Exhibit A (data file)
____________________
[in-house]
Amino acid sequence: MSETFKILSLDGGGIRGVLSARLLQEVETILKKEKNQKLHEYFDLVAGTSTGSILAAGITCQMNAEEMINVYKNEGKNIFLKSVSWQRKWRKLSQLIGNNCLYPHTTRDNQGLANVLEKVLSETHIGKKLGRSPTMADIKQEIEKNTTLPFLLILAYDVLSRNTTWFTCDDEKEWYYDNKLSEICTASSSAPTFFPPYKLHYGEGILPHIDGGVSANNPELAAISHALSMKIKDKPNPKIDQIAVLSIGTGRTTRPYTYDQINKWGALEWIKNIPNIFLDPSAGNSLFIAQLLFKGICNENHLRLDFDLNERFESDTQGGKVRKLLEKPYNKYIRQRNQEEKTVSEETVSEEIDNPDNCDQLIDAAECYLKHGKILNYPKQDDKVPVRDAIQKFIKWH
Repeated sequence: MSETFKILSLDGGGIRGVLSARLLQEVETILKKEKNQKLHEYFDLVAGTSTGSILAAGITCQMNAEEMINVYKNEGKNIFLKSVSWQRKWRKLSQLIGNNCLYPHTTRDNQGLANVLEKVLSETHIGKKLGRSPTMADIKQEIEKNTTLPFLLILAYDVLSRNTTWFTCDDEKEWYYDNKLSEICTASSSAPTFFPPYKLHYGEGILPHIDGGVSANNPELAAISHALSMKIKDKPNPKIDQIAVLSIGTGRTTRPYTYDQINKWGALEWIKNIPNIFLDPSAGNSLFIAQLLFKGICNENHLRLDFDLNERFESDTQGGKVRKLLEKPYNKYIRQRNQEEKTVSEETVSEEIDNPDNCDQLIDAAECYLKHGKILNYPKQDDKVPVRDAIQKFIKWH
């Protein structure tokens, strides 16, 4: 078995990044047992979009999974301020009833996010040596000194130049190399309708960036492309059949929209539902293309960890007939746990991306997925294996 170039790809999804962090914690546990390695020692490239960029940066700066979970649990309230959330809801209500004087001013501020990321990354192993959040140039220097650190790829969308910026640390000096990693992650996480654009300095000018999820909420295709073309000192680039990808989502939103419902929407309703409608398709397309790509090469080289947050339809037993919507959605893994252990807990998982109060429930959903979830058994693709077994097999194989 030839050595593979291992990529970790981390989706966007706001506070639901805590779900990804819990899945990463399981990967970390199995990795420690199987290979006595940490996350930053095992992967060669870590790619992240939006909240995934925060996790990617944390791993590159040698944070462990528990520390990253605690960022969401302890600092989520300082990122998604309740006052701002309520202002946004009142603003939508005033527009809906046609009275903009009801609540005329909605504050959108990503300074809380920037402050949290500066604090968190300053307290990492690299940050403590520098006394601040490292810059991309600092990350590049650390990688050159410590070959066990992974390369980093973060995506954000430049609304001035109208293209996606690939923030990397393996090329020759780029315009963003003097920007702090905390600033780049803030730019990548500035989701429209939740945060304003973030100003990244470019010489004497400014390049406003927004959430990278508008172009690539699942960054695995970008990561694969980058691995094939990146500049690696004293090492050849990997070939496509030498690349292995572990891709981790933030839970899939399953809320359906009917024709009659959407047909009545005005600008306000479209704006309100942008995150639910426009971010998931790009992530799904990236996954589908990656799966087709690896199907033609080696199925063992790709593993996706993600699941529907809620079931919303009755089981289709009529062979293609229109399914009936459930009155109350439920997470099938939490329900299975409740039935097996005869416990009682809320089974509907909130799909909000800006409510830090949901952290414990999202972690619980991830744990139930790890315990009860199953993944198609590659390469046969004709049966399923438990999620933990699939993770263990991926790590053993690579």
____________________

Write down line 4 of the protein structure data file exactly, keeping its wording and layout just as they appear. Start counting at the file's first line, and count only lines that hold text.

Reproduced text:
């Protein structure tokens, strides 16, 4: 078995990044047992979009999974301020009833996010040596000194130049190399309708960036492309059949929209539902293309960890007939746990991306997925294996 170039790809999804962090914690546990390695020692490239960029940066700066979970649990309230959330809801209500004087001013501020990321990354192993959040140039220097650190790829969308910026640390000096990693992650996480654009300095000018999820909420295709073309000192680039990808989502939103419902929407309703409608398709397309790509090469080289947050339809037993919507959605893994252990807990998982109060429930959903979830058994693709077994097999194989 030839050595593979291992990529970790981390989706966007706001506070639901805590779900990804819990899945990463399981990967970390199995990795420690199987290979006595940490996350930053095992992967060669870590790619992240939006909240995934925060996790990617944390791993590159040698944070462990528990520390990253605690960022969401302890600092989520300082990122998604309740006052701002309520202002946004009142603003939508005033527009809906046609009275903009009801609540005329909605504050959108990503300074809380920037402050949290500066604090968190300053307290990492690299940050403590520098006394601040490292810059991309600092990350590049650390990688050159410590070959066990992974390369980093973060995506954000430049609304001035109208293209996606690939923030990397393996090329020759780029315009963003003097920007702090905390600033780049803030730019990548500035989701429209939740945060304003973030100003990244470019010489004497400014390049406003927004959430990278508008172009690539699942960054695995970008990561694969980058691995094939990146500049690696004293090492050849990997070939496509030498690349292995572990891709981790933030839970899939399953809320359906009917024709009659959407047909009545005005600008306000479209704006309100942008995150639910426009971010998931790009992530799904990236996954589908990656799966087709690896199907033609080696199925063992790709593993996706993600699941529907809620079931919303009755089981289709009529062979293609229109399914009936459930009155109350439920997470099938939490329900299975409740039935097996005869416990009682809320089974509907909130799909909000800006409510830090949901952290414990999202972690619980991830744990139930790890315990009860199953993944198609590659390469046969004709049966399923438990999620933990699939993770263990991926790590053993690579």